I accidentally forgot to mail this in to the AV Club in time—but the wonderful Laura Browning squeezed my paean to Sports Night‘s Isaac Jaffe into this AVQ&A about ideal fictional bosses. I am weirdly happier about this seeing print than anything I’ve written recently. I just want Isaac Jaffe to say, “Good job, son,” is that to much to ask?
I’ve got an inconvenient need to only work at places, and for people, that I can respect, and there’s no fictional boss who fills me with the desire to serve more than Sports Night’s Isaac Jaffe, played by a never-better Robert Guillaume. As the stern yet fatherly managing editor of a group of underfunded yet principled newspeople, Isaac always fights the good fights, even after Guillaume’s real-life stroke forced series creator Aaron Sorkin to incorporate the actor’s post-recovery enfeeblement into Jaffe’s daily battles against those seeking to undermine his show’s integrity. Watching the show (still my choice for Sorkin’s best), I invariably see myself in Josh Charles’ hotheaded co-anchor Dan Rydell, who, like me, sees his job as a way to prove himself, especially to surrogate father figure Jaffe. Like Danny, I get choked up in something like worshipful awe as Jaffe—risking certain backlash from his alumni boss—gives a stirring on-air defense of a black football player refusing to play under the Confederate flag at his Southern college’s stadium in the episode “The Six Southern Gentlemen Of Tennessee.” Also like Danny, I’m certain I’d have to be periodically reminded by Isaac that hero-worship is ultimately a self-defeating trait, and that work, no matter how idealistically you commit yourself to it, is no substitute for a real life.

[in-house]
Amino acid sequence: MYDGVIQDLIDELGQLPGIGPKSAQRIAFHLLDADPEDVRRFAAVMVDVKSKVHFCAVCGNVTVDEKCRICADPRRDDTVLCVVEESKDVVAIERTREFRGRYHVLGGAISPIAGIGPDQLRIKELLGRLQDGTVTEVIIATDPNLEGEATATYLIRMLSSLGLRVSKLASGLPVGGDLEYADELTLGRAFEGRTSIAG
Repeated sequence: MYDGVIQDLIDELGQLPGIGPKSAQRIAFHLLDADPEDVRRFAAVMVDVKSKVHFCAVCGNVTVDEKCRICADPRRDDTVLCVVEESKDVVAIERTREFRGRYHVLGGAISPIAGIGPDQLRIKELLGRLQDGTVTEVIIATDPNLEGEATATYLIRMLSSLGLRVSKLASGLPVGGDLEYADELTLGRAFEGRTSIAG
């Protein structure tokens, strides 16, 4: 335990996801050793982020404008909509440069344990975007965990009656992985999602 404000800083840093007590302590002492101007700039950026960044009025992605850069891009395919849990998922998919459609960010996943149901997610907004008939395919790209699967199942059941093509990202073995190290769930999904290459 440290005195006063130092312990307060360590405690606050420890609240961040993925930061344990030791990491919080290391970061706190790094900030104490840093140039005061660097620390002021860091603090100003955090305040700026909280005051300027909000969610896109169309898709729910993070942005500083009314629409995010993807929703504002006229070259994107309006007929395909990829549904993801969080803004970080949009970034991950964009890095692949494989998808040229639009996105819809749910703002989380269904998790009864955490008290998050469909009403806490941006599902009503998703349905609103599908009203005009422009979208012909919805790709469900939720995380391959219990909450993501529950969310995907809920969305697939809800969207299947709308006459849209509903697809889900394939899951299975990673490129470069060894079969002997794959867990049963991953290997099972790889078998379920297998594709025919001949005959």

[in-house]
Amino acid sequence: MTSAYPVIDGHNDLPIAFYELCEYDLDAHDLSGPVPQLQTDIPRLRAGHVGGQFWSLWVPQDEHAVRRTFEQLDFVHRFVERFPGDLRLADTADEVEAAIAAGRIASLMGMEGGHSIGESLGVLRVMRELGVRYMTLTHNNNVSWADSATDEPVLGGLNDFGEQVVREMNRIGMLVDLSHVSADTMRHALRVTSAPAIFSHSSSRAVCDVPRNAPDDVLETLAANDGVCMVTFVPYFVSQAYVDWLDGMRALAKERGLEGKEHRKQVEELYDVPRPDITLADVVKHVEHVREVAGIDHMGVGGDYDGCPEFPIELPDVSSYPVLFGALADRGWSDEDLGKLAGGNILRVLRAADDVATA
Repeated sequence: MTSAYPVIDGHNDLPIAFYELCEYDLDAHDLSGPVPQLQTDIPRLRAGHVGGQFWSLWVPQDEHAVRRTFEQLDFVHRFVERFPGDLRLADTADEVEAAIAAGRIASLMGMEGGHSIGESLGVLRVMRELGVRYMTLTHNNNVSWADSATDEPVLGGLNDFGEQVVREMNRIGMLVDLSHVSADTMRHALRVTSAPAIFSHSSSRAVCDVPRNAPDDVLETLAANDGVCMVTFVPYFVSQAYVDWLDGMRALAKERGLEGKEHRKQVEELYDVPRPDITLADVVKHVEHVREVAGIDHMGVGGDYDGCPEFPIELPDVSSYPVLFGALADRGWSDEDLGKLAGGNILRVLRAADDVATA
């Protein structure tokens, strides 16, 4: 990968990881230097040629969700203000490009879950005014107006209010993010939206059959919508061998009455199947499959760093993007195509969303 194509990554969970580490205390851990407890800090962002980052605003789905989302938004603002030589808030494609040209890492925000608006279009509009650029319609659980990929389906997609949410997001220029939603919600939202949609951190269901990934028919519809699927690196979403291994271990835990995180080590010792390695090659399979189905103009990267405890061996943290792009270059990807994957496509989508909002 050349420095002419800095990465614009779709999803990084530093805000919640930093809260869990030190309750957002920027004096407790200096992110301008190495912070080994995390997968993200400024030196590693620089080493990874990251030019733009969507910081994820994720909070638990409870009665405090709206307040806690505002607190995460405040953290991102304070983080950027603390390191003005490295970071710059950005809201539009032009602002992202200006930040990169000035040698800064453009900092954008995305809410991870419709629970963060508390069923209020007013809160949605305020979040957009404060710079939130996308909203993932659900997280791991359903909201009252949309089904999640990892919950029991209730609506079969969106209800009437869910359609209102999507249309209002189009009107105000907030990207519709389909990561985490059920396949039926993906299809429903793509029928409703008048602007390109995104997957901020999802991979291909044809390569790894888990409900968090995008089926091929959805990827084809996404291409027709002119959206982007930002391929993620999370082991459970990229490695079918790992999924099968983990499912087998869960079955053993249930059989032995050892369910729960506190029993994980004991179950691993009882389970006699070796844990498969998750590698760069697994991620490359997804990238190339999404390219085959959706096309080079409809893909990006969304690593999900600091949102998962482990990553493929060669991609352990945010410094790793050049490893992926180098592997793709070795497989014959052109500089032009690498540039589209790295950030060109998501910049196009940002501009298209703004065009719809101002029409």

And one more. I love Isaac Jaffe.